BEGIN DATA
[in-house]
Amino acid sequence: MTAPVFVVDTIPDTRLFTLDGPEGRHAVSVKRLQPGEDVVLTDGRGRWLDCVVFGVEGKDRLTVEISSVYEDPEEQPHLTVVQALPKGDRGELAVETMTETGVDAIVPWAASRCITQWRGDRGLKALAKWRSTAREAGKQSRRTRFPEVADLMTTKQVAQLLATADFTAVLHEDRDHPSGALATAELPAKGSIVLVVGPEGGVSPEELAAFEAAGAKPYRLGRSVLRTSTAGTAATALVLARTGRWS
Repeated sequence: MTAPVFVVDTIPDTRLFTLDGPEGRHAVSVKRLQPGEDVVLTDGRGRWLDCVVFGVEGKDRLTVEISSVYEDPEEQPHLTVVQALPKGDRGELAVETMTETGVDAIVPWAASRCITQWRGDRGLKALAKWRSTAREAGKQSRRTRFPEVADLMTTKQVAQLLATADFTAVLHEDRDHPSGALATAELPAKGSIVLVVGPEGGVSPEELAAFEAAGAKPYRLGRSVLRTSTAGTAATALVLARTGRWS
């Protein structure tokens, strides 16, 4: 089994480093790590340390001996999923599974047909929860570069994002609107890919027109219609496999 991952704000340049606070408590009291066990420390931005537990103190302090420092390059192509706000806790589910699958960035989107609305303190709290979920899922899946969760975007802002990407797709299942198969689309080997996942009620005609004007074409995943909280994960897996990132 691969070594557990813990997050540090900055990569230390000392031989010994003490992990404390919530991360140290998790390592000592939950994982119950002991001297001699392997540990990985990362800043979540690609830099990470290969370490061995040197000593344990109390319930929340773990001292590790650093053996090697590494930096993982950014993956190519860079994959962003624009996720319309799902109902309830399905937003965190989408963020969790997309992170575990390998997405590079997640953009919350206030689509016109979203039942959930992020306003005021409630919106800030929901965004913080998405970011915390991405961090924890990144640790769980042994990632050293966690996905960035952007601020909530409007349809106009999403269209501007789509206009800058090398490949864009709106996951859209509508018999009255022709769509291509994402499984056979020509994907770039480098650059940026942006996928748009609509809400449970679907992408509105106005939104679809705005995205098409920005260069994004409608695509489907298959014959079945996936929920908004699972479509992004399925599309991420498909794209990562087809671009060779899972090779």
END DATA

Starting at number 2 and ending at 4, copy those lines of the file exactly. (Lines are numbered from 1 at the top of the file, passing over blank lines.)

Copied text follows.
Amino acid sequence: MTAPVFVVDTIPDTRLFTLDGPEGRHAVSVKRLQPGEDVVLTDGRGRWLDCVVFGVEGKDRLTVEISSVYEDPEEQPHLTVVQALPKGDRGELAVETMTETGVDAIVPWAASRCITQWRGDRGLKALAKWRSTAREAGKQSRRTRFPEVADLMTTKQVAQLLATADFTAVLHEDRDHPSGALATAELPAKGSIVLVVGPEGGVSPEELAAFEAAGAKPYRLGRSVLRTSTAGTAATALVLARTGRWS
Repeated sequence: MTAPVFVVDTIPDTRLFTLDGPEGRHAVSVKRLQPGEDVVLTDGRGRWLDCVVFGVEGKDRLTVEISSVYEDPEEQPHLTVVQALPKGDRGELAVETMTETGVDAIVPWAASRCITQWRGDRGLKALAKWRSTAREAGKQSRRTRFPEVADLMTTKQVAQLLATADFTAVLHEDRDHPSGALATAELPAKGSIVLVVGPEGGVSPEELAAFEAAGAKPYRLGRSVLRTSTAGTAATALVLARTGRWS
């Protein structure tokens, strides 16, 4: 089994480093790590340390001996999923599974047909929860570069994002609107890919027109219609496999 991952704000340049606070408590009291066990420390931005537990103190302090420092390059192509706000806790589910699958960035989107609305303190709290979920899922899946969760975007802002990407797709299942198969689309080997996942009620005609004007074409995943909280994960897996990132 691969070594557990813990997050540090900055990569230390000392031989010994003490992990404390919530991360140290998790390592000592939950994982119950002991001297001699392997540990990985990362800043979540690609830099990470290969370490061995040197000593344990109390319930929340773990001292590790650093053996090697590494930096993982950014993956190519860079994959962003624009996720319309799902109902309830399905937003965190989408963020969790997309992170575990390998997405590079997640953009919350206030689509016109979203039942959930992020306003005021409630919106800030929901965004913080998405970011915390991405961090924890990144640790769980042994990632050293966690996905960035952007601020909530409007349809106009999403269209501007789509206009800058090398490949864009709106996951859209509508018999009255022709769509291509994402499984056979020509994907770039480098650059940026942006996928748009609509809400449970679907992408509105106005939104679809705005995205098409920005260069994004409608695509489907298959014959079945996936929920908004699972479509992004399925599309991420498909794209990562087809671009060779899972090779």